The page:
As Germany faces economic challenges, the CDU/CSU is currently leading in the polls and expected to form the next government. The conservatives are urging Chancellor Olaf Scholz to adopt measures to address the country’s economic problems, particularly in getting rid of the EU supply chain law known as the corporate sustainability due diligence directive.
In a letter to Scholz, CDU leader Friedrich Merz outlined 12 measures that he believes could improve Germany’s economic situation. These include cutting the corporate tax burden by a sixth and capping social security contributions at 40% of gross wages. Merz also urged Scholz to abandon his current government partners and rebuild the country’s “grand coalition” on the issue of migration.
The conservatives have been supported by many business leaders who believe that these measures will help attract companies back to Germany. Vice-Chancellor Robert Habeck has proposed a special shadow budget of €1.6 trillion for industry, while Finance Minister Lindner has suggested a “dynamising programme,” which includes slashed corporate taxes and a focus on CO2 pricing.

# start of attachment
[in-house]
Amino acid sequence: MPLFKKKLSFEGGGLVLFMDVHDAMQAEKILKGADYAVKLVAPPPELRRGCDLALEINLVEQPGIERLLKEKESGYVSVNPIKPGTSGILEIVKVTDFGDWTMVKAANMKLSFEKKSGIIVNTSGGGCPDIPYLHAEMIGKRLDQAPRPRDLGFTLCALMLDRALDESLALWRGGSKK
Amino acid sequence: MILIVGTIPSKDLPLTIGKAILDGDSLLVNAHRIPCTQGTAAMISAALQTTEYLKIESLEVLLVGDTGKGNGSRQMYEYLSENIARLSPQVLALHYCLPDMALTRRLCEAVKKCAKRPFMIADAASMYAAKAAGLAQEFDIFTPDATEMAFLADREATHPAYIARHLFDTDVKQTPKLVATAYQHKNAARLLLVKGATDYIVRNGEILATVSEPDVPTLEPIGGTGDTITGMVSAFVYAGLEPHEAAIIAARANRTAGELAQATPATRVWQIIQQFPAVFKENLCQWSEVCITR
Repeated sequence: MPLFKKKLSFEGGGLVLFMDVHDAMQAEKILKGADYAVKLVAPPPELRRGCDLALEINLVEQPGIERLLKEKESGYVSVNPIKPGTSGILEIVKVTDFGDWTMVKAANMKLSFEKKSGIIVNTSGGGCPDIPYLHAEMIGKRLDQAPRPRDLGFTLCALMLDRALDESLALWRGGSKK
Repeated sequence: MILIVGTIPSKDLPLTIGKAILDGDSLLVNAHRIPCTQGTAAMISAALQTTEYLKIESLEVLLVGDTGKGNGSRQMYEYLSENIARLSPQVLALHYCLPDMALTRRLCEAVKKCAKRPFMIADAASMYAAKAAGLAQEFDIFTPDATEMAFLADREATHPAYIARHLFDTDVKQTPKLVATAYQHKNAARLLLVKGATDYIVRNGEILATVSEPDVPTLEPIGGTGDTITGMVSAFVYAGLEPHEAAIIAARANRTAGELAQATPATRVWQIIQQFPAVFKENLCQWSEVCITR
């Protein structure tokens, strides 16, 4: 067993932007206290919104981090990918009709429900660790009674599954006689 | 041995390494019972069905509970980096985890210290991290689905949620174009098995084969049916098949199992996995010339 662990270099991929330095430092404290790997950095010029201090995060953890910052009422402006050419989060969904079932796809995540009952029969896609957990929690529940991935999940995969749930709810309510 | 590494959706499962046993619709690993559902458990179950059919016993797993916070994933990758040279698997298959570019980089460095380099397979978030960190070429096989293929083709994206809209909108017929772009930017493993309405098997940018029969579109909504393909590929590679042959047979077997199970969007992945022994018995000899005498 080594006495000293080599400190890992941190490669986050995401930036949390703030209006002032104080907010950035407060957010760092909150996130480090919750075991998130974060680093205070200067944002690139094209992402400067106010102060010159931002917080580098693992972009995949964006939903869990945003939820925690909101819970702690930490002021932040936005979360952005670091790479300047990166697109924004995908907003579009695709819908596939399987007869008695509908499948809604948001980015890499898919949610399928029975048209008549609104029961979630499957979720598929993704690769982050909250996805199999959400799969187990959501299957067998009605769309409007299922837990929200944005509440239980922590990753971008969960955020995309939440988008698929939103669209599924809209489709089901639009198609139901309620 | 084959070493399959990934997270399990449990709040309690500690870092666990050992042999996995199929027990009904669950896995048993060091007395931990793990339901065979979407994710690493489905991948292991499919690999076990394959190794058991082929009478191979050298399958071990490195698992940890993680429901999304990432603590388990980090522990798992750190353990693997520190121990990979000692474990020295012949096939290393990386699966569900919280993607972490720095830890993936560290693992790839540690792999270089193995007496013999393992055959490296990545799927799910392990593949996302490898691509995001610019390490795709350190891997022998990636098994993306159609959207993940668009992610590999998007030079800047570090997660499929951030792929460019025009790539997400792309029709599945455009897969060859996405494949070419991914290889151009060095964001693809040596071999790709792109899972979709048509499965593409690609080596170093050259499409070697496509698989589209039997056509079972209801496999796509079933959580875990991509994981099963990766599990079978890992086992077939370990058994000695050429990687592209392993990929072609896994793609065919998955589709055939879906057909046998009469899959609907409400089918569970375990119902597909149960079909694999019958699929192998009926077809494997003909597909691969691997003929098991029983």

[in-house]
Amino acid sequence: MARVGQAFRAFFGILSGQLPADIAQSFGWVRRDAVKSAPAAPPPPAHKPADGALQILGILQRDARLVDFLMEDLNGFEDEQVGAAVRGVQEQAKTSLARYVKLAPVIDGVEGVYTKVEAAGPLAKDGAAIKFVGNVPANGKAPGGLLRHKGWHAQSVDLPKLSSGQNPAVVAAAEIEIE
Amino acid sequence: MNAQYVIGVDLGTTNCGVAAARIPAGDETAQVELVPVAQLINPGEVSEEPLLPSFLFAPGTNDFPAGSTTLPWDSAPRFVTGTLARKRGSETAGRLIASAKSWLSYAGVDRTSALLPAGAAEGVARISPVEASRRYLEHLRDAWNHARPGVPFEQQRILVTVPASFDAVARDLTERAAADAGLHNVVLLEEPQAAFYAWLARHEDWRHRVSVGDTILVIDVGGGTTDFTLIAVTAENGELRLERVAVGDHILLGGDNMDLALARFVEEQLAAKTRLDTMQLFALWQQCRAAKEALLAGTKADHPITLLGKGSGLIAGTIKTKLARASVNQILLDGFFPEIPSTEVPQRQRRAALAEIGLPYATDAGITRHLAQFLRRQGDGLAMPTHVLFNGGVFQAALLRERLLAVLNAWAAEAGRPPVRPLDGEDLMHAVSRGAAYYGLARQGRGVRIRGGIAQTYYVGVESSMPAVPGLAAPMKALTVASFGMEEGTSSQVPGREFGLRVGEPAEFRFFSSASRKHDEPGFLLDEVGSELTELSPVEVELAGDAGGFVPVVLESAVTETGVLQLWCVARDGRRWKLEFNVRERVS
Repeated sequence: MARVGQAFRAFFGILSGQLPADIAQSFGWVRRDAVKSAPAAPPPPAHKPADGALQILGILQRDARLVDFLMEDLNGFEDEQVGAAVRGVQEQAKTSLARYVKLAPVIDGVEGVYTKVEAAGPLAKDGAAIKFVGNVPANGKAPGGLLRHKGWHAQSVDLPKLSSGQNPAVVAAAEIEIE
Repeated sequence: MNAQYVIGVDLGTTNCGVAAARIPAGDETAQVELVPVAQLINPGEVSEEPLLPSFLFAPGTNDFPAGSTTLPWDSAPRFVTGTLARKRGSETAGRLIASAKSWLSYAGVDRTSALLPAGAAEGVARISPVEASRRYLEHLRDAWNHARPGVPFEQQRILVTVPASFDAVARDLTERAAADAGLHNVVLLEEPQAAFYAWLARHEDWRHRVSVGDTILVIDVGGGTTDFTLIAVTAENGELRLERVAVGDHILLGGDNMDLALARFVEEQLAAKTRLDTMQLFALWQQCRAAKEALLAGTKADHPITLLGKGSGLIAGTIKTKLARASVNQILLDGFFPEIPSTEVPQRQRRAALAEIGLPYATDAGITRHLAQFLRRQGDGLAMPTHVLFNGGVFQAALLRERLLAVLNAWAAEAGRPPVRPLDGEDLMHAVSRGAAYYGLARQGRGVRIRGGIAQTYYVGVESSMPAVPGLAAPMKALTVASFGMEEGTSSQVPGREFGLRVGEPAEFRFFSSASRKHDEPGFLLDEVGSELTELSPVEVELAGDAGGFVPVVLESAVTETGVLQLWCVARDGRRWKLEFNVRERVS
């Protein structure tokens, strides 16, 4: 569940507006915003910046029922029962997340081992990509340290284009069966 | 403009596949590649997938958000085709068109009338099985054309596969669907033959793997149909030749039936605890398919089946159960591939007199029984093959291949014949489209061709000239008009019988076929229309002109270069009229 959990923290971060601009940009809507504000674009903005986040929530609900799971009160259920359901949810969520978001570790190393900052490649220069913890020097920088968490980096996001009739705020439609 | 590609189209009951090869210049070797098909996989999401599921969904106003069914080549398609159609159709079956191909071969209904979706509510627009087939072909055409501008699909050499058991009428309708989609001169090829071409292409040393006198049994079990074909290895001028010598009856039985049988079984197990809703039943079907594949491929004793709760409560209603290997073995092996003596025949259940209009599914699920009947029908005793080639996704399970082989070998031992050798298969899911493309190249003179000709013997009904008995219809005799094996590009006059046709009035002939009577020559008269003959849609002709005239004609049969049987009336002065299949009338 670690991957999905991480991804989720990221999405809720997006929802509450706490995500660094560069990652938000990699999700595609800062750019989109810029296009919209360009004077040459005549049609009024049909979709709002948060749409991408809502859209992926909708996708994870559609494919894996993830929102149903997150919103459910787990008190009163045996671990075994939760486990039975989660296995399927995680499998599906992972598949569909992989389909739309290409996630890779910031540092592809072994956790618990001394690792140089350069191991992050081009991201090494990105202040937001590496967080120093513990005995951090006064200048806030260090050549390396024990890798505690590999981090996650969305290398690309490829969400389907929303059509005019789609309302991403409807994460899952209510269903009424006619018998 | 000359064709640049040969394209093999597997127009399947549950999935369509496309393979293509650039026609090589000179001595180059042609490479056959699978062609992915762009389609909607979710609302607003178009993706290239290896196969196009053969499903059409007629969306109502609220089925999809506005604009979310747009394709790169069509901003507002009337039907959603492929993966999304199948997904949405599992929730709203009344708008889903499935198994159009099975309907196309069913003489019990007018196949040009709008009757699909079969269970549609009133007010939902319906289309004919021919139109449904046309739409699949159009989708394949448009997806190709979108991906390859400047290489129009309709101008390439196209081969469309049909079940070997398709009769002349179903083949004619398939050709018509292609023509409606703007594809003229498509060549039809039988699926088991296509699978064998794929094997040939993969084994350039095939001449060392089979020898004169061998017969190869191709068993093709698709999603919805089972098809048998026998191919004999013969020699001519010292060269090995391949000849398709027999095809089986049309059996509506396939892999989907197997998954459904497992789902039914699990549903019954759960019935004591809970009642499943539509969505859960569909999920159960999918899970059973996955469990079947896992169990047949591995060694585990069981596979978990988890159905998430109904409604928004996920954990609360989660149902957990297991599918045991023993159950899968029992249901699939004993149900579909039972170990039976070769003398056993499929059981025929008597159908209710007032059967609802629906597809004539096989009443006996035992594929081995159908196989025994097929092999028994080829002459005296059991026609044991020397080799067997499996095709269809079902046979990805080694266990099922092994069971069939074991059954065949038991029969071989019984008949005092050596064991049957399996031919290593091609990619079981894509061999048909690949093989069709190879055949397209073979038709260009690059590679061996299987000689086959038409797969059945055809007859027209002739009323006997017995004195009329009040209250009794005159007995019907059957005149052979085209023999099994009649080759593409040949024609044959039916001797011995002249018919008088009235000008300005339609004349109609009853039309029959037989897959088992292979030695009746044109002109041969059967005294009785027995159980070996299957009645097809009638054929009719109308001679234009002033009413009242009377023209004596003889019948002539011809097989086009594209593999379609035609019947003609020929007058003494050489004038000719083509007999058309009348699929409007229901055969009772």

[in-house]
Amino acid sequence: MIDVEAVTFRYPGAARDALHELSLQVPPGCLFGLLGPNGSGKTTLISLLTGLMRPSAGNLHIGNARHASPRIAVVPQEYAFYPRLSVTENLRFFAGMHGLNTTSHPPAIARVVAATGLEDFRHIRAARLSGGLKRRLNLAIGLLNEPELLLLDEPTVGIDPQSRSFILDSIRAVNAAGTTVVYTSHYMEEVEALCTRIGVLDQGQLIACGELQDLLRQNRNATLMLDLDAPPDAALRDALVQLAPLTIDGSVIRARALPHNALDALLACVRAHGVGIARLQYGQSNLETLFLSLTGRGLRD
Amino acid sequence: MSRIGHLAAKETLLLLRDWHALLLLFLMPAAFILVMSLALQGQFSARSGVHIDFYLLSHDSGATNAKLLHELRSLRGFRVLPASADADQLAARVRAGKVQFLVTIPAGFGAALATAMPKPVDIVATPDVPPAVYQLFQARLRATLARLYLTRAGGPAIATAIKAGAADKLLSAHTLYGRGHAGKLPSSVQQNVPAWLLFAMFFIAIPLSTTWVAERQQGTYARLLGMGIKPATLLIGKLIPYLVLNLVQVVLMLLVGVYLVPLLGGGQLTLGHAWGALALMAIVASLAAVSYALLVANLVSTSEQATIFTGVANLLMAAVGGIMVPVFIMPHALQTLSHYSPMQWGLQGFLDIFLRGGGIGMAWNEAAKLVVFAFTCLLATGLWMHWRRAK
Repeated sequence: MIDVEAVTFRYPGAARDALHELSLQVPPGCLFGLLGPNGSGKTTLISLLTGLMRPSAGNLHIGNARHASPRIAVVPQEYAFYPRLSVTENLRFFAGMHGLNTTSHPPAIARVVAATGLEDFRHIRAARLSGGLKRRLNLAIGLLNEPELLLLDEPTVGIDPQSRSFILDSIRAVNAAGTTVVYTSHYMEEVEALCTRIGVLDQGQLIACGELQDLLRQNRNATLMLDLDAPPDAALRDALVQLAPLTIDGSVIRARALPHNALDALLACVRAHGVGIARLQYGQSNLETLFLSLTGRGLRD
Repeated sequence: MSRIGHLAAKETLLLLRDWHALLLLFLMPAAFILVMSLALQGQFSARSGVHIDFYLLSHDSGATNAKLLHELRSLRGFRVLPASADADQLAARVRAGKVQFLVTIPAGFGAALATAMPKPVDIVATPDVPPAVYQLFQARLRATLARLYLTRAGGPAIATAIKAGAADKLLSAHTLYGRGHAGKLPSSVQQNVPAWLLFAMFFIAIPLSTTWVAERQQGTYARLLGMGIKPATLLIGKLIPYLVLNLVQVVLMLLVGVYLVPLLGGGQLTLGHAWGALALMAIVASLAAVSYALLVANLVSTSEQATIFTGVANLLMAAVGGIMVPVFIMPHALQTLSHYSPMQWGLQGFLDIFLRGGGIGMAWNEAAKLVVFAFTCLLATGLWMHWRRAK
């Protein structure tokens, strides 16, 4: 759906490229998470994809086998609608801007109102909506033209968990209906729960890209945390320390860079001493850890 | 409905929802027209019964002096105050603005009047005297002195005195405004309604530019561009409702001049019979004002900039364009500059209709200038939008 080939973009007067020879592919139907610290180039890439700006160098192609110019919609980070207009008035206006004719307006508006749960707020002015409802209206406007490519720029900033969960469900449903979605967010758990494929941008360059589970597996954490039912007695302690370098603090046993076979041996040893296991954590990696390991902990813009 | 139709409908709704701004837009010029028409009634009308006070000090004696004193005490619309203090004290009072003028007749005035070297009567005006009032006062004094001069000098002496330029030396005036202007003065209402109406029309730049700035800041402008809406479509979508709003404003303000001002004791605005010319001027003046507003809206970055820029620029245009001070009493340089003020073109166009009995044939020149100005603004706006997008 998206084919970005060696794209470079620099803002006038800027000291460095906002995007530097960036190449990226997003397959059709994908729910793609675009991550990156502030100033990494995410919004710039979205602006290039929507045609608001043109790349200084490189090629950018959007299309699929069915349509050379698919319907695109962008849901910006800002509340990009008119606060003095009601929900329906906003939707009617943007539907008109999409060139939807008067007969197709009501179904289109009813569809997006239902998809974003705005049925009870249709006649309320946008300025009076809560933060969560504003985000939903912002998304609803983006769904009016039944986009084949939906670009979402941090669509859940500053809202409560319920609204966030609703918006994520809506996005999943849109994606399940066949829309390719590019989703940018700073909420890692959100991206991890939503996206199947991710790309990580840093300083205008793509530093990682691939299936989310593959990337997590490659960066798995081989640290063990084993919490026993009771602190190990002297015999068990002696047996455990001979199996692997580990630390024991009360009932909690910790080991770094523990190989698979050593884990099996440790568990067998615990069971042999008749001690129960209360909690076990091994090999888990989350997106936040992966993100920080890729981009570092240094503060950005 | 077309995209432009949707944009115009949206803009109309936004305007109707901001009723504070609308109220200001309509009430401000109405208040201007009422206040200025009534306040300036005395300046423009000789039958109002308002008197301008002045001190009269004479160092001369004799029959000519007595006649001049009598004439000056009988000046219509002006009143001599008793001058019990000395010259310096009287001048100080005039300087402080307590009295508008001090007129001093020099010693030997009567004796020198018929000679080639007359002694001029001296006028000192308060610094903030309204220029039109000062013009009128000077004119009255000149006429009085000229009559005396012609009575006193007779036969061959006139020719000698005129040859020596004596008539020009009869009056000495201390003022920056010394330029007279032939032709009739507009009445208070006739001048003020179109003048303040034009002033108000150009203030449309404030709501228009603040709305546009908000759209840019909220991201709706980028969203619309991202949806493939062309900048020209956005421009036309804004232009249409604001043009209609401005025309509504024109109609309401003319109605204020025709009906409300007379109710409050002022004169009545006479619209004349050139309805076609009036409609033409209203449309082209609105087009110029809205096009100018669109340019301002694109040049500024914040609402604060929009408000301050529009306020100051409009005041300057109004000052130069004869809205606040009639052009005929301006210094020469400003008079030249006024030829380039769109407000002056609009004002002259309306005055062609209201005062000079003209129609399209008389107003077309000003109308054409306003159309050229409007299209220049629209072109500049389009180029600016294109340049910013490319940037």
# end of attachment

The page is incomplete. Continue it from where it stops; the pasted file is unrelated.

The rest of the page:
However, not all parties are happy with these proposals. The Greens and SPD have been more cautious about them, fearing that they could lead to increased inequality and environmental damage. The SPD has not yet presented its suggestions for addressing Germany’s economic woes.
Overall, it is clear that addressing Germany’s economic challenges will require a concerted effort from all political parties involved. While different proposals may have their strengths and weaknesses, it is important to find solutions that work for everyone involved if Germany wants to maintain its position as one of Europe’s strongest economies.